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Childcare during SCITT year

(9 Posts)
Lollywillowes Sun 07-Apr-19 14:24:43

Thanks everyone for your messages.

I am feeling quite disheartened, but it's hard to know if it's just overwhelming grief for the shit storm of my marriage wreck. stucknoue I feel you...

I have been messaging potentials on aupairworld (like dire internet dating I imagine) but am feeling like they're pretty flaky juliej00ls candidates on the whole. There's a lot of 'yeah maybes'.

STBXH says a nanny is too expensive. He earns in a month what most teachers earn in a year but says it 'all goes on tax'.

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juliej00ls Fri 05-Apr-19 18:36:03

I use after school and breakfast club.... BUT I would struggle to drop off and get to my job on time. DH does this It’s nice not be rushing in after dropping children off. The other issue to remember are INSET days. Unfortunately when you work children can’t be ill 😉.... however when they haven’t read the memo you need back up for this. Even if you had not split you would need a solution..., so either au pairs (can be flakey) or an older live out nanny who can be flexible if the children are poorly.

Jayblue Wed 03-Apr-19 21:35:35

There will be some late nights as you'll be expected to attend parents evenings etc.

As a trainee (PGCE) I'm expected to be in my current school from 8-4.30, or 5 in evenings there is a meeting (once a week unless there is a parents evening).

You'll also have a lot of work to do- lesson planning, marking, assignments, general ITT admin etc. You probably won't fit it all into the 8-4.30 slot- I usually work from around 7.30-5 on weekdays with sometimes marking at home, and then 4-5 hours on a Sunday. The work does require concentration, so I think it would be hard to do while actively caring for small children.

I think an au pair could be a great option as they will be more flexible than other childcare and you won't be constantly worrying about being on time for childcare pick ups. IME, while ITT is a great thing to do, it's best to also minimise your stress whilst you are doing it.

It's also worth remembering you need to meet a certain number of days/hours in school to pass your ITT. My training provider built in 10 days of slack during placements, but this is disappearing quite fast due to term dates not quite matching up, school closures due to snow and 3 days I've taken off due to sickness. It's very common to get ill during ITT due to stress and exposure to pathogens. And that's not taking into account taking a day off due to an ill child.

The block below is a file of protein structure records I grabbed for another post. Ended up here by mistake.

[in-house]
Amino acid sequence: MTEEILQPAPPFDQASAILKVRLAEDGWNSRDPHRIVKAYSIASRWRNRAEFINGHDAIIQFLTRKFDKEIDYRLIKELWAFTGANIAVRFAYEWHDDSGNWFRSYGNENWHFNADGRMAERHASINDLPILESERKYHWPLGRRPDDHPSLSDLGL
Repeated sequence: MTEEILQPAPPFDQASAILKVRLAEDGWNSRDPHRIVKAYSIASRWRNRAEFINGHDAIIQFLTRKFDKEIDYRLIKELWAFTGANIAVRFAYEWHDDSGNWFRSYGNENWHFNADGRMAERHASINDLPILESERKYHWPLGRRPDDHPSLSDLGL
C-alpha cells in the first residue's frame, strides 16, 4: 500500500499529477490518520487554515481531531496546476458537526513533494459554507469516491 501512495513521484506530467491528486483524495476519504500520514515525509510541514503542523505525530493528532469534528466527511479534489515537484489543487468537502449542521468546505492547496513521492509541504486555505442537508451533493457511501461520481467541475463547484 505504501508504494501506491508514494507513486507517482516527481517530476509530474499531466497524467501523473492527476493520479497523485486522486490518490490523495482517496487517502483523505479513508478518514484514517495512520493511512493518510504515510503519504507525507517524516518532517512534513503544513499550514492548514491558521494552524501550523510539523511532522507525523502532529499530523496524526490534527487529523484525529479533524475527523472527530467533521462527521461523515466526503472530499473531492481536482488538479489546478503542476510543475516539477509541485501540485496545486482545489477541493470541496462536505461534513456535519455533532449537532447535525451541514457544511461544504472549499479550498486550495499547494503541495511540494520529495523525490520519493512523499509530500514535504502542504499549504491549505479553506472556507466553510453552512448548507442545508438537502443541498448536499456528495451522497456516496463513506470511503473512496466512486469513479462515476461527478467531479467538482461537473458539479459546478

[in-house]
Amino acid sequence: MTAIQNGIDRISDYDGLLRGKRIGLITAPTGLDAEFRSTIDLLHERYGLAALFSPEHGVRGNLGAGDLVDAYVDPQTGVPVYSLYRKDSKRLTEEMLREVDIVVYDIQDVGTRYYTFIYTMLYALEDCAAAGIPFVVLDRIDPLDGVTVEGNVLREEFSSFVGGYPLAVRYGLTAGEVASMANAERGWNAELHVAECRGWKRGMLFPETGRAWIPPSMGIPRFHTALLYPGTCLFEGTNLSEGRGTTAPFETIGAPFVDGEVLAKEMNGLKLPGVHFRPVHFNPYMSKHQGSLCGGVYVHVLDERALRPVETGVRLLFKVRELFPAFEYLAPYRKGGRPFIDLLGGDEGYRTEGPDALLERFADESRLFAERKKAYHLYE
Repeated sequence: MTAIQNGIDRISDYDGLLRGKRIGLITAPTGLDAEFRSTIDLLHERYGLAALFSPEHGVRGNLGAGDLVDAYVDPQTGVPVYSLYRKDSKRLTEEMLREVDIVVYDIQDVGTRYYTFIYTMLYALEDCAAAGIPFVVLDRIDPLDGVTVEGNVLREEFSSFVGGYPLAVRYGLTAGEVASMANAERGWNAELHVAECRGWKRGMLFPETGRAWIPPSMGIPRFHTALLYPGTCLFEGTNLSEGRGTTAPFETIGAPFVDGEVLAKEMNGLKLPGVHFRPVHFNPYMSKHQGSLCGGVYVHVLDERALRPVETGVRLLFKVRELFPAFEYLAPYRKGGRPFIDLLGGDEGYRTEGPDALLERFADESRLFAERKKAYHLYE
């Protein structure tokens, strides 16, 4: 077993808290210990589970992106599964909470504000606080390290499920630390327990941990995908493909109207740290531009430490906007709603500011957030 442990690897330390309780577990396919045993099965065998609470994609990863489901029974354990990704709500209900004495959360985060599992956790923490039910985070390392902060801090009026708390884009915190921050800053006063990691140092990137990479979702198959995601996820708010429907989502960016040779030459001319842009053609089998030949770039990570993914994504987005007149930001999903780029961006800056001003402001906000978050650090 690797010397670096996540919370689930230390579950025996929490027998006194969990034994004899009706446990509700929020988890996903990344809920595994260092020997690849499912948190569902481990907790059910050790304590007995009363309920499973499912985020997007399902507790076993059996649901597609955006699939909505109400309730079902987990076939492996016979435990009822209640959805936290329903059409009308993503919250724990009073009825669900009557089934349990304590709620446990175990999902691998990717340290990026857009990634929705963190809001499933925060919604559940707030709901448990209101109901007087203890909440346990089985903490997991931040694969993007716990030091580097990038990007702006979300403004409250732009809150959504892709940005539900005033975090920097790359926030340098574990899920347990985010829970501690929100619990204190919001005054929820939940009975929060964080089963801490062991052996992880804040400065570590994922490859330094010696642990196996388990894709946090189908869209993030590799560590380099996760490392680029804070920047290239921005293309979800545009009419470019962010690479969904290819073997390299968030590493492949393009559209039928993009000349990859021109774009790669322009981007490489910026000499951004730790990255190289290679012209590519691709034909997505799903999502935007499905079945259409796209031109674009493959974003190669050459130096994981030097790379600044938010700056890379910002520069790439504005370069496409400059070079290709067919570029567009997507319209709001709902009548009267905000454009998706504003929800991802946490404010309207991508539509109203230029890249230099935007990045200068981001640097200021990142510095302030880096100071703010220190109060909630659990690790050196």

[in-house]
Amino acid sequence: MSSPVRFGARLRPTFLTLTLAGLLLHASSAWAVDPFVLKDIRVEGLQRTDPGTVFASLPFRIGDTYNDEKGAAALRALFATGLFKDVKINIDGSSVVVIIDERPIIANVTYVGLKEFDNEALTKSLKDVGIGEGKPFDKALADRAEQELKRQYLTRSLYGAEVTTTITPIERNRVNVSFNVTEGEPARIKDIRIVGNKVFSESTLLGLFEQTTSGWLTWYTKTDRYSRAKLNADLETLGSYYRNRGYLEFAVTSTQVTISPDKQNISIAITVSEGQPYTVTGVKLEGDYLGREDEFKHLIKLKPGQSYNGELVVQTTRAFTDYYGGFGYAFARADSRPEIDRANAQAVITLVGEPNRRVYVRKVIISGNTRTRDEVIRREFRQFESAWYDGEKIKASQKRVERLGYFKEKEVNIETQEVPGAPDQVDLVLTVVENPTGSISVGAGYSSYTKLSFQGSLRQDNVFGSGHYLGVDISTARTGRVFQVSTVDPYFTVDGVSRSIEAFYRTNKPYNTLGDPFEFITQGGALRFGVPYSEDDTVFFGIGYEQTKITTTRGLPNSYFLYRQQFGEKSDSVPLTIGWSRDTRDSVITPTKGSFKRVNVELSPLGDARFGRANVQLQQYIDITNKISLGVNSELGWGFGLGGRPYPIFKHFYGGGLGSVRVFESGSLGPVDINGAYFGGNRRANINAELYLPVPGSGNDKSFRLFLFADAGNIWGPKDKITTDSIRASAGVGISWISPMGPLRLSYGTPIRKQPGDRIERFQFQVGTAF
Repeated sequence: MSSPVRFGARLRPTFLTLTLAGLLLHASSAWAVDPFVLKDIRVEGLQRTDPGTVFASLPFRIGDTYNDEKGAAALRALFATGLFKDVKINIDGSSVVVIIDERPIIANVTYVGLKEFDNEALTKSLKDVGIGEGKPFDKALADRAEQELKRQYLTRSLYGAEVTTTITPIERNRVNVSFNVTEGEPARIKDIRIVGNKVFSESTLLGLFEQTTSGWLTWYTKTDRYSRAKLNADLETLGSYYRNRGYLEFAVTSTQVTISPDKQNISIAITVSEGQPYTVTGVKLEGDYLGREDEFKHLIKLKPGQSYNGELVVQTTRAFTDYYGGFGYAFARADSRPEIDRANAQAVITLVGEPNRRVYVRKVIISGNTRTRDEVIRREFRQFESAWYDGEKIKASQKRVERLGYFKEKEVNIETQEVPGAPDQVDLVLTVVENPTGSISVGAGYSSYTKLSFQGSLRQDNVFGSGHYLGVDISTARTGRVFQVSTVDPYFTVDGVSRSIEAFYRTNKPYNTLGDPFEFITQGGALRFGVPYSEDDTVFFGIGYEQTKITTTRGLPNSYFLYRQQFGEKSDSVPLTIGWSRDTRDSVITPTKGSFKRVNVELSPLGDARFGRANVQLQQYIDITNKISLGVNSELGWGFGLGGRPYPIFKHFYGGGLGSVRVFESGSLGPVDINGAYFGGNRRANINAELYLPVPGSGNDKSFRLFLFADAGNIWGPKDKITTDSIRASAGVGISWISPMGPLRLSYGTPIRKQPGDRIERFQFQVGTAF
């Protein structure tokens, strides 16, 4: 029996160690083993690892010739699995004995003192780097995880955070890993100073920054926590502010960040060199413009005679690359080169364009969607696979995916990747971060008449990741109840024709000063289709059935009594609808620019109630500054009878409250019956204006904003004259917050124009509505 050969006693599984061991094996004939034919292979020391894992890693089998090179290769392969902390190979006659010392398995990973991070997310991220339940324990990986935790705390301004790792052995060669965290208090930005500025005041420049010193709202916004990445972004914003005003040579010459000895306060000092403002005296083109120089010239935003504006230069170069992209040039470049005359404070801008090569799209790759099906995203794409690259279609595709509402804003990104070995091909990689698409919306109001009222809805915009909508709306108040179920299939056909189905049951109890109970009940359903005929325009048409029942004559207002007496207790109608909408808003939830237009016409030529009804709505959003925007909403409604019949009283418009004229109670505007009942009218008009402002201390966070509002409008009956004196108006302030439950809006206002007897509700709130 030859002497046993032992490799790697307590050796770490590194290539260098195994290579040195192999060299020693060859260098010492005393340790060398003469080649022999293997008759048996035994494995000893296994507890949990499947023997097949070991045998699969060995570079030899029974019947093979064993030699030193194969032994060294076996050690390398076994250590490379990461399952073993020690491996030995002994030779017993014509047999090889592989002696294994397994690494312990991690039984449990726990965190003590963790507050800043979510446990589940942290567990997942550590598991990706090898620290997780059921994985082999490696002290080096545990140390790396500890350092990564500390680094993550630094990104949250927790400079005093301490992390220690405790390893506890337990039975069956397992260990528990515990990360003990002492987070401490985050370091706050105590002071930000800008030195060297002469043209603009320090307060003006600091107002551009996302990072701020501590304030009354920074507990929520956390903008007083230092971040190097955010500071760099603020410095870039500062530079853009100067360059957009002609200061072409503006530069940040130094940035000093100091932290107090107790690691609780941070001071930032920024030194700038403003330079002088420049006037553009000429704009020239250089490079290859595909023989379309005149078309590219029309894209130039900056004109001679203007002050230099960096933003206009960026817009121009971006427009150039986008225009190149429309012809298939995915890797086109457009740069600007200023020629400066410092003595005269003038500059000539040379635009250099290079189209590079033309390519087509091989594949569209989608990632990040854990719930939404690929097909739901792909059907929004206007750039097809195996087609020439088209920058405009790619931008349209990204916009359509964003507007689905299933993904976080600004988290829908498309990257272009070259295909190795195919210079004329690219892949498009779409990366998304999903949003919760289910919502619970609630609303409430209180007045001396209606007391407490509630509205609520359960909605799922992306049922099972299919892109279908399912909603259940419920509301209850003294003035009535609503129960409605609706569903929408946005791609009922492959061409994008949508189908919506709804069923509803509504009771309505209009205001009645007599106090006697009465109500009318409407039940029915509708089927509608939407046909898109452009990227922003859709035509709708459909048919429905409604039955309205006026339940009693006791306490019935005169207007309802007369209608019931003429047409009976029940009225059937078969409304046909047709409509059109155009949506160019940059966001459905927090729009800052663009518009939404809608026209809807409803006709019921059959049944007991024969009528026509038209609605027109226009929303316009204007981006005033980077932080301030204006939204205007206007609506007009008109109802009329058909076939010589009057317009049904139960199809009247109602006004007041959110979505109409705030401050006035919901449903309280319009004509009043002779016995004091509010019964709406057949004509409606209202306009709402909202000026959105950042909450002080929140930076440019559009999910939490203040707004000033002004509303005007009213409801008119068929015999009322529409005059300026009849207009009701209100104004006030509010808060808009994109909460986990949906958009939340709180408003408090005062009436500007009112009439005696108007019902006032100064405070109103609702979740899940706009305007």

I do think you need some kind of back up/support to help you through the year and if you find the right au-pair it could work really well for both of you.

stucknoue Wed 03-Apr-19 21:02:02

Ps I'm looking into the course myself as h has decided he wants to be ex h! No childcare issues for me just money!

DippyAvocado Wed 03-Apr-19 21:01:46

Teaching hours are fairly compatible with pick-ups and drop-offfs from breakfast and after-school clubs. You will be expected to be on school for directed time, but will probably be able to leave by 5ish most days. It just means you'll probably have to do more work at home. There will be occasions like parents evenings where you'll need to work late nights.

stucknoue Wed 03-Apr-19 21:00:46

If you can find the right one, an au pair is ideal as there's flexibility and the kids can come home after school and chill out, and you don't need to watch the clock to get to childcare pick up. Stbexh can pay the bill as part of his contribution!

Lollywillowes Wed 03-Apr-19 20:56:26

Thanks Maccapacca88, I'm TERRIFIED! Of training and also of aupairs... someone in the house I don't know, upheaval... I know it's a nightmare when they're ill.

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Maccapacca88 Wed 03-Apr-19 20:10:06

I’d get an au pair if I were you. Mine are both in nursery while I do mine but it’s a nightmare when one is ill. At least with an au pair you have that covered! Good luck OP, I’ve loved doing my ITT!

Lollywillowes Thu 28-Mar-19 20:17:48

Hi there,

Apologies as this could get a bit convoluted; there's a lot going on at the moment.

I am currently 6 months into a separation from my husband, we are starting divorce proceedings. It was a real shocker - discovered years of lies, infidelity, betrayal and left me in a very traumatised state. I am completely financially dependent on him and have been a SAHM to DD 4 and DS 6.

I have decided to future proof myself by going out into the world and doing my teacher training - I'll be doing a SCITT at a London state secondary that is near me. DD will go into Reception in Sept and join DS at his school down the road.

My question is: would an aupair save my sanity, or getting them into breakfast club/hiring someone to do pick up? What's realistic for teaching hours? The SCITT provider tell me they're 'flexible about childcare' but I don't know if in reality when I get my placement that will be a different story?

I'm looking at the upheaval of shifting everything round in the house and finding the right person, (don't live in an enormous house and am pretty used to being on my own) but I am scared of when kids get sick and not having support to look after them at home (parents no good, STBXH is high powered lawyer with little flexibility).

What would people's advice be? I know the training year (and beyond) are incredibly demanding and I feel like I need support at the moment. It's a bloody effort keeping normal life running when I feel pretty desperate and scared and sad a lot of the time. I also need to be out in the world, to build a bit of a life and to regain some sense of self-esteem by working on my career which I neglected for the good of the family (or so I thought)..


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